utiliD: A library with absolutely no dependencies for bare-metal programming and bootstrapping other D libraries

Mike Franklin slavo5150 at yahoo.com
Sat May 11 00:23:31 UTC 2019

On Saturday, 11 May 2019 at 00:09:08 UTC, Mike Franklin wrote:
> On Friday, 10 May 2019 at 23:51:56 UTC, H. S. Teoh wrote:
>> I'm not 100% sure it's a good idea to implement memcpy in D 
>> just to prove that it can be done / just to say that we're 
>> independent of libc. Libc implementations of fundamental 
>> operations, esp. memcpy, are usually optimized to next week 
>> and back for the target architecture, taking advantage of the 
>> target arch's quirks to maximize performance. Not to mention 
>> that advanced compiler backends recognize calls to memcpy and 
>> can optimize it in ways they can't optimize a generic D 
>> function they fail to recognize as being equivalent to memcpy. 
>> I highly doubt a generic D implementation could hope to beat 
>> that, and it's a little unrealistic, given our current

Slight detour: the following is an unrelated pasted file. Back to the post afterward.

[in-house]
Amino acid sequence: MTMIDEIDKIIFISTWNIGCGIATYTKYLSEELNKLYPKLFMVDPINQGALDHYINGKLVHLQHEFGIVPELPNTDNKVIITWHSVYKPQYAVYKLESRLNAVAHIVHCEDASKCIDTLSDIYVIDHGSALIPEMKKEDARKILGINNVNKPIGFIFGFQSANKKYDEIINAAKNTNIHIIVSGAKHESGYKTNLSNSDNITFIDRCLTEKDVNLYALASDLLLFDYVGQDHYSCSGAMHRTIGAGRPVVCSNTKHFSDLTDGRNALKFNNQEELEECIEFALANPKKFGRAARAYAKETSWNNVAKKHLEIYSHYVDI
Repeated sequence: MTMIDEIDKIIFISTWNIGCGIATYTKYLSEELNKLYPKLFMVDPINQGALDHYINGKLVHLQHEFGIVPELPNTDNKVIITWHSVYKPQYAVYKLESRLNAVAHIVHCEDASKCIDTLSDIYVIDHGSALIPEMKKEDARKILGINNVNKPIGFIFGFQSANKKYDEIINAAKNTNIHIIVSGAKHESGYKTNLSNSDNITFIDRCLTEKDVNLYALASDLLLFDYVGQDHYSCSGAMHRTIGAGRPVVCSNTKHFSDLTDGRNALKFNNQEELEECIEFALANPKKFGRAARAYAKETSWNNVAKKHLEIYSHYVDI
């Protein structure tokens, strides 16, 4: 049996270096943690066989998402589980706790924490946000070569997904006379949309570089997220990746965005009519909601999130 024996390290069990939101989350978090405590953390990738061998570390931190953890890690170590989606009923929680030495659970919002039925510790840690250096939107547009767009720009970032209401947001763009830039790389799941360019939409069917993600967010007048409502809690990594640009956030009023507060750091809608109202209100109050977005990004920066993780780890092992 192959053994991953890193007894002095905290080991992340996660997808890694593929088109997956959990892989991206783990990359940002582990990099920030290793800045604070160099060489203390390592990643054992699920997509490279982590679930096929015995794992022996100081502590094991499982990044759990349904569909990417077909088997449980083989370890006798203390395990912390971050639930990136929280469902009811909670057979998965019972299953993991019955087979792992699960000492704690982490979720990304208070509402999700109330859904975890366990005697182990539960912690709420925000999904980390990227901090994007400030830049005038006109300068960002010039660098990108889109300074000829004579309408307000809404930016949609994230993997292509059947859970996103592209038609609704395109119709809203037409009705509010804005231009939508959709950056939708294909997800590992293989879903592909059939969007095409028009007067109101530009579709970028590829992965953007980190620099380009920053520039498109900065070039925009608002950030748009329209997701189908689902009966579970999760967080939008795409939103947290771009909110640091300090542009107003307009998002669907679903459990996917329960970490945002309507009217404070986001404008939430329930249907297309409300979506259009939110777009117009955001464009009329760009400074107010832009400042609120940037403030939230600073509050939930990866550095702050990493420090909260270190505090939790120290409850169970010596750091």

>> manpower situation, for us to be able to optimize it for each 
>> target arch ourselves.
> I understand that point of view.  Indeed we have to demonstrate 
> benefit.  One benefit is to not have to obtain a C toolchain 
> when building D programs.  That is actually quite an 
> inconvenient barrier to entry when cross-compiling (e.g. for 
> developing microcontroller firmware on a PC).
> I'm also hoping that a D implementation would be easier to 
> comprehend than something like this:  
> https://github.com/opalmirror/glibc/blob/c38d0272b7c621078d84593c191e5ee656dbf27c/sysdeps/arm/memcpy.S  The D implementation still has to handle all of those corner cases, but I'd rather read D code with inline assembly sprinkled here and there than read the entire thing in assembly.  The goal with the D implementation would be to minimize the assembly.
> For compilers that already do something special with memcpy and 
> don't require a C standard library, there's no reason to do 
> anything.  My initial exploration into this has shown that DMD 
> is not one of those compilers.

Also, take a look at this data:  
  Why is DMD making 48,000 runtime calls to memcpy to copy 8 bytes 
of data?  Many of those calls should be inlined.  I see 
opportunity for improvement there.


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